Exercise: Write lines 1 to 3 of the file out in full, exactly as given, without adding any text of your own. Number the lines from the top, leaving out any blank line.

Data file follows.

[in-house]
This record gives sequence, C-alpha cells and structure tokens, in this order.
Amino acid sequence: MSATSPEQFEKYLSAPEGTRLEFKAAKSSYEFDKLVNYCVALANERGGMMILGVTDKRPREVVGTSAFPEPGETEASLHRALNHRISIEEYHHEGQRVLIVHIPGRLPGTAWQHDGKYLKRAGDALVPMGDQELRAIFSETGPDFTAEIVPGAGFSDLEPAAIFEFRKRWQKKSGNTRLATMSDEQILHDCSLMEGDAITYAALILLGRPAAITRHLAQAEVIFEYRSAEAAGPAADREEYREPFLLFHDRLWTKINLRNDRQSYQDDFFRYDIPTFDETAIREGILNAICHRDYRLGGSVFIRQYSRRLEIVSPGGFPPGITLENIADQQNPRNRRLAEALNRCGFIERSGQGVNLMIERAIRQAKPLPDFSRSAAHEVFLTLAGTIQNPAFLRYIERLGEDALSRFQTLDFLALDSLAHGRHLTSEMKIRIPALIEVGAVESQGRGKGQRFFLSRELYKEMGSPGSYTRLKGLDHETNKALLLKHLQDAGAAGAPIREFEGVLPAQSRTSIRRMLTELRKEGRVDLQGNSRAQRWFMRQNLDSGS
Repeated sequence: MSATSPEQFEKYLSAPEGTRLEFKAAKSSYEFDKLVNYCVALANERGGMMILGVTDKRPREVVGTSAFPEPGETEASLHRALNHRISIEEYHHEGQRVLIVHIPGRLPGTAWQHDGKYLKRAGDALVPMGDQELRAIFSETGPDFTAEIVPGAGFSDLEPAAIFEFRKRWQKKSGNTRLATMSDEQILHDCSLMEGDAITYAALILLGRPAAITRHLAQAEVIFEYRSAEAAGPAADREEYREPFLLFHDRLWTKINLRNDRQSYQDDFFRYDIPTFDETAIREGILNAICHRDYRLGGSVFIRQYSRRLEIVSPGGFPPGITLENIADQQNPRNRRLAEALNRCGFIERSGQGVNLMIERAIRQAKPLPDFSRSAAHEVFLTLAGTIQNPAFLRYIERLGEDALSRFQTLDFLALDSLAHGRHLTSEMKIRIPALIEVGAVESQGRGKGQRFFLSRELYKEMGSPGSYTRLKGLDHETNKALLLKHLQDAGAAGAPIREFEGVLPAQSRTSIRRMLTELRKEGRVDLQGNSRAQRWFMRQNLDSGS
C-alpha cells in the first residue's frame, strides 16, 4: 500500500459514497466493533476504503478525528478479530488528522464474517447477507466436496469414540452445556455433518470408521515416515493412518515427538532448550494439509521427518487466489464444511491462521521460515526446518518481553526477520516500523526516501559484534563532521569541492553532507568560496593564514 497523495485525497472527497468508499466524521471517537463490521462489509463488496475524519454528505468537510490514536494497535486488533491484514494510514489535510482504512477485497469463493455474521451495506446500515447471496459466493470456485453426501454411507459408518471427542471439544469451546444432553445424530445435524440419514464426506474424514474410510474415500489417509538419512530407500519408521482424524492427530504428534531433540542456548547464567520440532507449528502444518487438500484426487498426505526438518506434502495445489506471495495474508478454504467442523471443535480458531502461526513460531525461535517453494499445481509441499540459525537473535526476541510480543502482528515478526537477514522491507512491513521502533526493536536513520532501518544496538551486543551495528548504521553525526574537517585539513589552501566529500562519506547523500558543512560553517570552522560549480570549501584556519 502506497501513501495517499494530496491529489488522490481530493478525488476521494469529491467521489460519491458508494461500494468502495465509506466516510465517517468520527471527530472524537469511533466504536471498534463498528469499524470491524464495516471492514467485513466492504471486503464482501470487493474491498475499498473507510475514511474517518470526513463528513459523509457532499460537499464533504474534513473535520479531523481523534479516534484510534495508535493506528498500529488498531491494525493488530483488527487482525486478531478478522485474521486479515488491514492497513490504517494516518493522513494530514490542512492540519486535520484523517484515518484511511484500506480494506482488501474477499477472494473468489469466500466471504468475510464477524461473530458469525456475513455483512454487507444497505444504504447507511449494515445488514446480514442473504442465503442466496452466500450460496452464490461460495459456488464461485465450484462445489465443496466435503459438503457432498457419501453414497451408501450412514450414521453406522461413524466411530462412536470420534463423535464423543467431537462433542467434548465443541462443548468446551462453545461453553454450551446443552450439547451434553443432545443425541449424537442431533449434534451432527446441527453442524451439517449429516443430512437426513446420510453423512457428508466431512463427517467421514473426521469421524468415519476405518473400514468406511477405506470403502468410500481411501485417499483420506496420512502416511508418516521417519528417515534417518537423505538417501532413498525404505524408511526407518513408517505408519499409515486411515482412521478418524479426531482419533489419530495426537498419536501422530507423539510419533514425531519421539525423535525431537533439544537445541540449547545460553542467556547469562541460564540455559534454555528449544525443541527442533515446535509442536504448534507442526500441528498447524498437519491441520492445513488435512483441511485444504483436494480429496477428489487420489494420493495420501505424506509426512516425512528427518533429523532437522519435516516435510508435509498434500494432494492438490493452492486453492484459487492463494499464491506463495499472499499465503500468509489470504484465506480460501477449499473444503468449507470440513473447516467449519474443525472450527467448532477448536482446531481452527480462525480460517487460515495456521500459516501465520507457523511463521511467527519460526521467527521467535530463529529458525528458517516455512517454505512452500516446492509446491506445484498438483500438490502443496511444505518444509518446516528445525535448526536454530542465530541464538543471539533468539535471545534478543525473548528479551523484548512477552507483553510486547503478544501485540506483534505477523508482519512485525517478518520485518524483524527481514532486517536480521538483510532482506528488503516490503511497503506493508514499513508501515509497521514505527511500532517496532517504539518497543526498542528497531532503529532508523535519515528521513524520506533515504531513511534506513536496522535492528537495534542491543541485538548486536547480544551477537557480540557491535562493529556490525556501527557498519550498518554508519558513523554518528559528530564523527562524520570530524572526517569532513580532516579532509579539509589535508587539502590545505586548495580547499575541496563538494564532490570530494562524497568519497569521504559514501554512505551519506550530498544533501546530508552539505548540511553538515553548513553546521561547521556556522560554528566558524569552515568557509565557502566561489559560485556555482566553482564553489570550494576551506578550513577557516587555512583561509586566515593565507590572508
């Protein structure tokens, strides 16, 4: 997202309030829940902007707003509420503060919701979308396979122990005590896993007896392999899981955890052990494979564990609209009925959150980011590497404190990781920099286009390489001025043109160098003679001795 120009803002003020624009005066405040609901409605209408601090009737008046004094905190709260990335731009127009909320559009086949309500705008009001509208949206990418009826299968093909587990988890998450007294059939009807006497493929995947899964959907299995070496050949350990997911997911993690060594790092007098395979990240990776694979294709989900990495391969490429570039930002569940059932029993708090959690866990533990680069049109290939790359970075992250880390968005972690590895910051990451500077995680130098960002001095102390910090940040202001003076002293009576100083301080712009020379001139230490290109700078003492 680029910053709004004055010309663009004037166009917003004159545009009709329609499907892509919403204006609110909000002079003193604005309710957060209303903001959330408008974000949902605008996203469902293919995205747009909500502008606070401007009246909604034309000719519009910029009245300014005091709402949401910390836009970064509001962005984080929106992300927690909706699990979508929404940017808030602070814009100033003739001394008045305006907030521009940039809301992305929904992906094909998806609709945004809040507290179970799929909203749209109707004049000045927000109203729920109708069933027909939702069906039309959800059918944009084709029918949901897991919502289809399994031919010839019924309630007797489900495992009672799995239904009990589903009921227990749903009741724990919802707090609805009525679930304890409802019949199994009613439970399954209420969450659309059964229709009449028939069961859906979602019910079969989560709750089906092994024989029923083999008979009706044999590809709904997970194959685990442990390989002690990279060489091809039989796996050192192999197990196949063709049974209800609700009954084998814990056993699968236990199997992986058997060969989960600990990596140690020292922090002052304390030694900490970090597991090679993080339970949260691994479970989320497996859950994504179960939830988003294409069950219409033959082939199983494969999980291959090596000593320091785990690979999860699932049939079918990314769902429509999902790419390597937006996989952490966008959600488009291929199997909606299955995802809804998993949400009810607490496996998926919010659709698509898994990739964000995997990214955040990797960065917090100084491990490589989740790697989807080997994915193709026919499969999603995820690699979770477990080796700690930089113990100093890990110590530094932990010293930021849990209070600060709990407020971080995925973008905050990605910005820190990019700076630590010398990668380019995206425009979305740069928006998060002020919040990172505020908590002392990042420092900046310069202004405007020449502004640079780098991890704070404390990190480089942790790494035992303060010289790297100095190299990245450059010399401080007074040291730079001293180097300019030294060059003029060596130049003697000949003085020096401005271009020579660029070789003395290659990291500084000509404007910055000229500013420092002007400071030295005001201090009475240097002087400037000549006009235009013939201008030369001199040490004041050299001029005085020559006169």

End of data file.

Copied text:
[in-house]
This record gives sequence, C-alpha cells and structure tokens, in this order.
Amino acid sequence: MSATSPEQFEKYLSAPEGTRLEFKAAKSSYEFDKLVNYCVALANERGGMMILGVTDKRPREVVGTSAFPEPGETEASLHRALNHRISIEEYHHEGQRVLIVHIPGRLPGTAWQHDGKYLKRAGDALVPMGDQELRAIFSETGPDFTAEIVPGAGFSDLEPAAIFEFRKRWQKKSGNTRLATMSDEQILHDCSLMEGDAITYAALILLGRPAAITRHLAQAEVIFEYRSAEAAGPAADREEYREPFLLFHDRLWTKINLRNDRQSYQDDFFRYDIPTFDETAIREGILNAICHRDYRLGGSVFIRQYSRRLEIVSPGGFPPGITLENIADQQNPRNRRLAEALNRCGFIERSGQGVNLMIERAIRQAKPLPDFSRSAAHEVFLTLAGTIQNPAFLRYIERLGEDALSRFQTLDFLALDSLAHGRHLTSEMKIRIPALIEVGAVESQGRGKGQRFFLSRELYKEMGSPGSYTRLKGLDHETNKALLLKHLQDAGAAGAPIREFEGVLPAQSRTSIRRMLTELRKEGRVDLQGNSRAQRWFMRQNLDSGS